Africa Market Entry: Strategies for consideration
By Grant Hatch, Pieter Becker and Michelle van Zyl
Table of contents
Introduction Unlocking Africa’s potential
Understanding the market opportunity Developing the right value proposition Crafting a market entry strategy Overcoming sourcing and procurement challenges Choosing the best manufacturing strategy Developing effective distribution Optimizing marketing and promotion
6 8 9 11 12 13 14
2 | Africa Market Entry: Strategies for consideration
Logistics can be unreliable and infrastructure readiness lags behind much of the developed world. and business environments promise to drive continued growth in Africa’s consumer markets.
Rapidly improving income levels. most companies need to adjust their strategies and expectations when entering the continent. which propelled it to $600 billion in 2010. Accenture presents concrete steps and recommendations leaders can use to tailor their strategies to the challenges and opportunities they will encounter on the African continent. As a result.Introduction
Companies searching for new emerging market growth opportunities should not overlook Africa. Africa offers much more than real estate alone: Since 2000.
. In fact. Sub-Saharan Africa has experienced consumer spending growth of 4 percent per year. However. Executives intrigued by the prospects of competing in Africa need solid advice on why the region’s consumers are attractive. and how they can capture the market’s potential most effectively. In this article. consumer spending is expected to reach nearly $1 trillion in 2020. which segments they should focus on. infrastructure. according to a 2011 Euromonitor report. fully understanding a company’s potential
opportunities on the continent can be challenging. While the continent’s sheer size would merit attention.
and focus on which countries it makes sense to enter. Market opportunity 2.
For example. average wages are growing. with less reliance on exports and more reliance on domestic demand in the form of consumer spending and imports.Unlocking Africa’s potential
A company’s market entry plan must clearly reflect the role Africa will play in its broader corporate strategy. This rapid and sustained rise in consumer spending results from three key forces: A population forecast to reach almost 2 billion by 2050. Seven key market entry steps
1. Market entry strategy
How do we enter the market with minimal risk?
4. Manufacturing 6. the most significant contributors to market growth are changing. and the consumers they will serve. do we use local manufacturers or do we build capacity?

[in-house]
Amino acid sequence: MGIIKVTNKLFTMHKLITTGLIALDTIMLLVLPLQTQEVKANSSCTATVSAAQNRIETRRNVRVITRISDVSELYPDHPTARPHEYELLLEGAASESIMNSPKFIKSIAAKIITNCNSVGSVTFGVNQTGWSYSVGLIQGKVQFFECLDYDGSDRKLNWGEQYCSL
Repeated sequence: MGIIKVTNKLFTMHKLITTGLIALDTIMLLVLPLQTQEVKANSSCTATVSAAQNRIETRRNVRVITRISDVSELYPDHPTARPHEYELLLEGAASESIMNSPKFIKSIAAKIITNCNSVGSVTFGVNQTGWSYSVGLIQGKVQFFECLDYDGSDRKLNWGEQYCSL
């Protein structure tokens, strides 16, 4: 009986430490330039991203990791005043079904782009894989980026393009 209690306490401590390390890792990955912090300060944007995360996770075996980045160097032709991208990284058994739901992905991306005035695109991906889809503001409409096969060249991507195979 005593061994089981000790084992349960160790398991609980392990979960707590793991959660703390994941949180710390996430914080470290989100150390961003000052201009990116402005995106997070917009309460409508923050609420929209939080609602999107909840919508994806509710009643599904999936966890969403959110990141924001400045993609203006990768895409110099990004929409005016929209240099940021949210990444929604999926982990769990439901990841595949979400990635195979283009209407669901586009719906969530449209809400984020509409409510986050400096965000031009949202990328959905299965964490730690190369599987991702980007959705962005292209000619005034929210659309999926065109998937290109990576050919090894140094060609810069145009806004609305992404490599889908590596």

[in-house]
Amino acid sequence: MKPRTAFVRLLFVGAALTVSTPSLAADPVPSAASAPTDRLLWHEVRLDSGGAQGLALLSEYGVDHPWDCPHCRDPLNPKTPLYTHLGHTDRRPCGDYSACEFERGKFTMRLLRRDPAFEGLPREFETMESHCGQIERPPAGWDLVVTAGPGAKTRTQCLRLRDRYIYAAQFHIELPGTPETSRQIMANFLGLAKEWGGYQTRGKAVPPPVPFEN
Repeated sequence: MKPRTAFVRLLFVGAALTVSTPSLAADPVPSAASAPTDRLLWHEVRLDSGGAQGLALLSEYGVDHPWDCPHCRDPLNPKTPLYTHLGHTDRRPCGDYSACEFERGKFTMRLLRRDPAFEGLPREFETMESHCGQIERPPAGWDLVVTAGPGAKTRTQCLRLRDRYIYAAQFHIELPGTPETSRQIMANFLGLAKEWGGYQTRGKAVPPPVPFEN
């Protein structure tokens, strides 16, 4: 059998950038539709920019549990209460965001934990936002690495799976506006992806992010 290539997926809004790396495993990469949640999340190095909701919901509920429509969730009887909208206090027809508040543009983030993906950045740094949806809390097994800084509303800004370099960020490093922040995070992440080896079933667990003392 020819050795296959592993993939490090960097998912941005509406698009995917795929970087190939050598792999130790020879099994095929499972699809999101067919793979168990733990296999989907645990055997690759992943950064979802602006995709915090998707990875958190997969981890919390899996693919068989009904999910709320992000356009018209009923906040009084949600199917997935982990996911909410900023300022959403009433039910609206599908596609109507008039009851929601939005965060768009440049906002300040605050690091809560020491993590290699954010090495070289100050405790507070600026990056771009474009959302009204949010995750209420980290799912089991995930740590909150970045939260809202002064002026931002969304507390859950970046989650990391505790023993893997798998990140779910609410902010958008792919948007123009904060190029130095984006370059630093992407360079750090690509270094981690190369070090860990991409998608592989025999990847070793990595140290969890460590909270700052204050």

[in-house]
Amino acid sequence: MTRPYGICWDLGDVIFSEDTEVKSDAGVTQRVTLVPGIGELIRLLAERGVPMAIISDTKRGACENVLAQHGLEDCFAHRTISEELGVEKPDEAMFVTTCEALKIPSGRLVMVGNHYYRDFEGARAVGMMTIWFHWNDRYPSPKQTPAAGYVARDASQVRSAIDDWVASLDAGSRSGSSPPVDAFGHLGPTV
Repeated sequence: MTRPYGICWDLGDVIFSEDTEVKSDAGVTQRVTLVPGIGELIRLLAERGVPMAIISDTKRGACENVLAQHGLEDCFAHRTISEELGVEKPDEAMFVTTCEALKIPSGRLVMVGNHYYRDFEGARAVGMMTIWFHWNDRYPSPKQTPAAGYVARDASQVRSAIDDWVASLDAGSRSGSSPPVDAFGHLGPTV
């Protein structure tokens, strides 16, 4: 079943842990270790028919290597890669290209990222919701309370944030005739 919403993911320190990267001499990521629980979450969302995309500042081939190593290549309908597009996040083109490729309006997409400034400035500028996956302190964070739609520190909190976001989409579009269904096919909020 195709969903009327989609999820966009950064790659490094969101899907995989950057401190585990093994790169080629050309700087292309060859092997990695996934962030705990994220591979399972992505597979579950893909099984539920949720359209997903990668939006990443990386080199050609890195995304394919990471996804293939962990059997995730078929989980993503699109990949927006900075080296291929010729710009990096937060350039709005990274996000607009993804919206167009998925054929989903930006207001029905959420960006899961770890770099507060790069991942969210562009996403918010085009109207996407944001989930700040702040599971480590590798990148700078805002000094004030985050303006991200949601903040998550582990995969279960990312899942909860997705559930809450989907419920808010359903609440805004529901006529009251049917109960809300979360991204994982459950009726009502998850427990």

How do we deliver our products or services to our customers?
What influences the African consumer’s purchasing choice? What do they buy? Where do they buy? How do they buy? When do they buy?
Companies can use a simple framework to execute this entry strategy effectively. By 2050 the population is expected to increase to almost 2 billion. Sourcing 5. giving rise to an emerging middle class that will become more demanding as income levels and spending increase. the competitors they will face. and with what timing. Value proposition 3. As shown in Figure 1. Furthermore. from gaining insights on the biggest opportunities to deploying effective marketing campaigns that support the company’s offers. Distribution 7. Despite currently low per-capita income levels in Africa. in what sequence. regardless of the markets or segments on which they choose to focus.
Understanding the market opportunity
The first step toward participating in the African opportunity mandates that companies develop a deep understanding of the market. between 2010
4 | Africa Market Entry: Strategies for consideration
. the framework encompasses the full lifecycle of doing business in Africa. which increased to an estimated 1 billion in 2010.1 In 2005.
Figure 1. while the continent’s wealth of natural resources will undoubtedly continue to be important. Africa had an estimated population of more than 920 million. Marketing and promotion
How do we ensure that there is demand for our prodcut/ service?
Do we understand our target market?
Do we have the right product/ services to offer?
Do we source locally or import?
If we produce locally.
6 This significant mobile adoption by consumers has made it easier for companies to reach them through mobile marketing campaigns. Rapid growth in population and urbanization will also place additional constraints on the Africa’s infrastructure requirements. will lead some African consumers to purchase more goods and services.5 Urbanization. Consumers in Africa are becoming easier to reach due to a remarkable uptake of mobile services: By 2012 almost 50 percent of Africans (more than 500 million people) will own a mobile phone. In addition to improving access to consumers. the mobile revolution has created a booming industry that employs and provides income for hundreds of thousands of people. three key trends are allowing consumers to buy more and enabling companies to reach them more effectively: